August 23, 2014

Half A King - Book Review

Ever since I discovered Joe Abercrombie through his First Law trilogy, I've enjoyed every one of his works. Though Half a King wasn't as gripping a plot as as the First Law trilogy (which is technically not a fair point to make, considering one's a standalone book, and the other is a series of three), nor as deviously charming as Best Served Cold (my fave of his), I still devoured Half A King.

I've always enjoyed Abercrombie's gritty realism. Though Half a King is set in the same world as the First Law trilogy, it doesn't include any fantasy (not that the trilogy had that much to begin with). Still, he doesn't need to add any magic in his stories to make them sound vivid and interesting.

Half A King is the tale of Yarvi, the crippled younger son of the king of Gettland. Think of these people as burly, ruthless, war-adoring Viking-like people. Because he's crippled, Yarvi's always felt himself but half a man (hence the title), and is constantly reminded of that fact by everyone around him, his family included. Though he's trained to become a minister (an order reminiscent of that of the druids), the surprising news of both his father's and older brother's deaths forces him to eschew his brother's robes for those of a king's...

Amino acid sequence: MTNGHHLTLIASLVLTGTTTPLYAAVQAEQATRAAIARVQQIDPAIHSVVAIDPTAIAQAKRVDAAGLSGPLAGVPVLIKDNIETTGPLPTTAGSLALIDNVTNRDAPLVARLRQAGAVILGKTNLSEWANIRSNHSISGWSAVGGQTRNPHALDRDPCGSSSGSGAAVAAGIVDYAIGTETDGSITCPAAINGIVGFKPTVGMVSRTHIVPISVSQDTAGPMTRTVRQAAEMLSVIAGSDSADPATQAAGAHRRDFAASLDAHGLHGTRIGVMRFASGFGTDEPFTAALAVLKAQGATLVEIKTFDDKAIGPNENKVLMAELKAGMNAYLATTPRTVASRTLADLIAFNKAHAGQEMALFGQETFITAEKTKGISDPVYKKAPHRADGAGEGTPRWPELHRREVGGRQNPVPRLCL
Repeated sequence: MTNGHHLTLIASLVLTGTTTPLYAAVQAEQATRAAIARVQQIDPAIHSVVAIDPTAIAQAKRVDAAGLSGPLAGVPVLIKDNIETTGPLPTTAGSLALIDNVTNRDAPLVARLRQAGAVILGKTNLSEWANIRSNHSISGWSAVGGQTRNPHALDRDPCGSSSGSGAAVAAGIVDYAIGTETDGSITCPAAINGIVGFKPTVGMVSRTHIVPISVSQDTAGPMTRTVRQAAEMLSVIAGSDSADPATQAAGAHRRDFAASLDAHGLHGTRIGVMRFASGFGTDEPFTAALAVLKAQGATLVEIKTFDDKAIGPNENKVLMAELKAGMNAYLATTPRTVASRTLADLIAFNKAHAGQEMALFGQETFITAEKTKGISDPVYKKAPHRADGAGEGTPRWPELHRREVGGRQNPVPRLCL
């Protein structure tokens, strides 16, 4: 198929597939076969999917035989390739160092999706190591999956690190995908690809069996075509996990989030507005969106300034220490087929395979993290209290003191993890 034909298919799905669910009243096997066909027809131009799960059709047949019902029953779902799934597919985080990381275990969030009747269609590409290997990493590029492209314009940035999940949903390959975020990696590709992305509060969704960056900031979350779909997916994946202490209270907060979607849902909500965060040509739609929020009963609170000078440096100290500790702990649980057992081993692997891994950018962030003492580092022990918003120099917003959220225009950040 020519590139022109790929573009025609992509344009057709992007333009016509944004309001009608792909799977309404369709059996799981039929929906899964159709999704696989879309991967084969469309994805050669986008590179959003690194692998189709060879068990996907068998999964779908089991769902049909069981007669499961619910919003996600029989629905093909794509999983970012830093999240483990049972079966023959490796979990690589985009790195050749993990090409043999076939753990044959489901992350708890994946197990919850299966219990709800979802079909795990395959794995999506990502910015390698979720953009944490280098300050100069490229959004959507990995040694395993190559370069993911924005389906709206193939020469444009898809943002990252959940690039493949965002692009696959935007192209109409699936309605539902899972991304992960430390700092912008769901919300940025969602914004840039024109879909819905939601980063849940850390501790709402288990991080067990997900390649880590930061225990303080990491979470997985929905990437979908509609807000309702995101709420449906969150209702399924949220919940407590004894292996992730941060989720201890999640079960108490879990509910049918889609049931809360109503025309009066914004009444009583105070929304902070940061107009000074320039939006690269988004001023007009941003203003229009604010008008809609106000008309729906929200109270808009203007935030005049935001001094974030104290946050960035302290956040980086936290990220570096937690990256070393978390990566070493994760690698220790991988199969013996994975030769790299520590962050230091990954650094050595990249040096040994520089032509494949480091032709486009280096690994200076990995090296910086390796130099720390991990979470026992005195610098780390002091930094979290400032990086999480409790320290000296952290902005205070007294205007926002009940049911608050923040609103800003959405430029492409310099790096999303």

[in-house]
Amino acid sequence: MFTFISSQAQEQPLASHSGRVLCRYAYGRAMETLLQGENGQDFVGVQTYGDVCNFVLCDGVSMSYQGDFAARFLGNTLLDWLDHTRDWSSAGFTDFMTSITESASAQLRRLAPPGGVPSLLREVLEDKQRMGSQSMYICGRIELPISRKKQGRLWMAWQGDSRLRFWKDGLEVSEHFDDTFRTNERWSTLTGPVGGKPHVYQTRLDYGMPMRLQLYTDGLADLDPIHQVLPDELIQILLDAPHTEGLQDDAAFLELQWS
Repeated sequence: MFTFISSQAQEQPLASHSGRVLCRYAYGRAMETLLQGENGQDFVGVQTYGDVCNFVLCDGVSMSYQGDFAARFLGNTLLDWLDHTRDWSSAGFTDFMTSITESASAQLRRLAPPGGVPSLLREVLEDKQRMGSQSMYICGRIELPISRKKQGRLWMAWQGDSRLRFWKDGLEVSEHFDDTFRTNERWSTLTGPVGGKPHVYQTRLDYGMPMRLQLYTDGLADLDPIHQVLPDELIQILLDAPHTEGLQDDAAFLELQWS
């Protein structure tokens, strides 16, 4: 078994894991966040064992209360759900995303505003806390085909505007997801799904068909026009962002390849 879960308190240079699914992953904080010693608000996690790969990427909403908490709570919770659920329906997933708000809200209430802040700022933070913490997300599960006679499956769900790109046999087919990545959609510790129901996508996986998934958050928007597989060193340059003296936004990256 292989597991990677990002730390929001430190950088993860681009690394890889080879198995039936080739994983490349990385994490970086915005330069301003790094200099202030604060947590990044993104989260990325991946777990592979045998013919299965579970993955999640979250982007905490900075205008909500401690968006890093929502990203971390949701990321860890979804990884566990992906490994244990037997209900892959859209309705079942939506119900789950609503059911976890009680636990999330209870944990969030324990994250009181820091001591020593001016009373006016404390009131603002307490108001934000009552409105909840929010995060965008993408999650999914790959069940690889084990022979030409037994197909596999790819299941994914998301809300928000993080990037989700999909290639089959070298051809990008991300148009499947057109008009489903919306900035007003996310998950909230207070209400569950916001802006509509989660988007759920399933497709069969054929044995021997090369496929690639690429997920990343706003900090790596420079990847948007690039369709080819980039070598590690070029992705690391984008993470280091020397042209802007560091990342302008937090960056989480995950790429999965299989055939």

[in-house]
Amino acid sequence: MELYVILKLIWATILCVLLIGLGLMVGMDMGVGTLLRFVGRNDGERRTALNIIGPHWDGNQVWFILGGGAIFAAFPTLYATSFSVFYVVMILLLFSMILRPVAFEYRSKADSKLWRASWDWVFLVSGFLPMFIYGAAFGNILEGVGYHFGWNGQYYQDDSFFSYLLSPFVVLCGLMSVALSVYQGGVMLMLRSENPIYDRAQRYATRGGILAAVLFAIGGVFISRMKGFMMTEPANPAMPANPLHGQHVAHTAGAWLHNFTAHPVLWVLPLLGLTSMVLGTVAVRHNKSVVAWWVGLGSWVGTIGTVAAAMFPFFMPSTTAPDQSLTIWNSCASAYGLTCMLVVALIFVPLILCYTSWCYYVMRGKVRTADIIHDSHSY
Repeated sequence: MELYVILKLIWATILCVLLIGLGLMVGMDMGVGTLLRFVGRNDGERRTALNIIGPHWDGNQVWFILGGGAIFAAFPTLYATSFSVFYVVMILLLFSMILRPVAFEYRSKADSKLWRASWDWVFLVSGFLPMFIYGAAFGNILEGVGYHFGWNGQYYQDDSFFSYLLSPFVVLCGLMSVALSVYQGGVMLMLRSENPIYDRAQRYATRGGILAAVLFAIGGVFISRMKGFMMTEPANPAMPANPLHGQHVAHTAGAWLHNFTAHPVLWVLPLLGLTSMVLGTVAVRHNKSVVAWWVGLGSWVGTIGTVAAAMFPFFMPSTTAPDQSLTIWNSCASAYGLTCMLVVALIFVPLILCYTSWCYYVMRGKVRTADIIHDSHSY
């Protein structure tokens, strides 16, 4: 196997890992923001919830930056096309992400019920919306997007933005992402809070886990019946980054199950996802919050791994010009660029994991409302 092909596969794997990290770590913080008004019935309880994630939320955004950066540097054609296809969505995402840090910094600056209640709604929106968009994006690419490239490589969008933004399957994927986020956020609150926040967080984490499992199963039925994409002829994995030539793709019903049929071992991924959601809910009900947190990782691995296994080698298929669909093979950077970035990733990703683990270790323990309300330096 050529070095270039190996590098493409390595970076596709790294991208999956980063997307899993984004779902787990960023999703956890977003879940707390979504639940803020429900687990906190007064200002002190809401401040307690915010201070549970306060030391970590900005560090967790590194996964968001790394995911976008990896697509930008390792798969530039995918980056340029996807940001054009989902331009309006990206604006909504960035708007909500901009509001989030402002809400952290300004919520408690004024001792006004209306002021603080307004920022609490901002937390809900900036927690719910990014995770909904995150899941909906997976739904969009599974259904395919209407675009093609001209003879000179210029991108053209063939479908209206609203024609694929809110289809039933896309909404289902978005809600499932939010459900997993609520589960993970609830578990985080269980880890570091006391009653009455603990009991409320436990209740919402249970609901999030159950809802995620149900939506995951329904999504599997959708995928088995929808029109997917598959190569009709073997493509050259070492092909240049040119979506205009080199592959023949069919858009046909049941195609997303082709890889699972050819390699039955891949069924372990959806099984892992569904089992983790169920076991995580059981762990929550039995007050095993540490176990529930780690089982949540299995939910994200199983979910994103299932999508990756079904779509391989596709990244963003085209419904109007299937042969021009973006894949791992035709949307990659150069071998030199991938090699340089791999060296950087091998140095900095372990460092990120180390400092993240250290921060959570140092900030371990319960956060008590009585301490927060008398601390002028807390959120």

...until he himself is betrayed by those closest to him (dun, dun, duuuuun). After that, Yarvi finds himself on a long, arduous journey of learning and growing as he makes his way from the deepest pits of slavery back  to reclaim the Black Throne. On the way, he makes a a few friends and many enemies, and all the while Death's Last Door is never very far away:

And Yarvi realized then that Death does not bow to each person who passes her, does not sweep out her arm respectfully to show the way, speaks no profound words, unlocks no bolts. The key upon her chest is never needed, for the Last Door stands always open. She herds the dead through impatiently, heedless of rank or fame or quality. She has an ever-lengthening queue to get through. A blind procession, inexhaustible.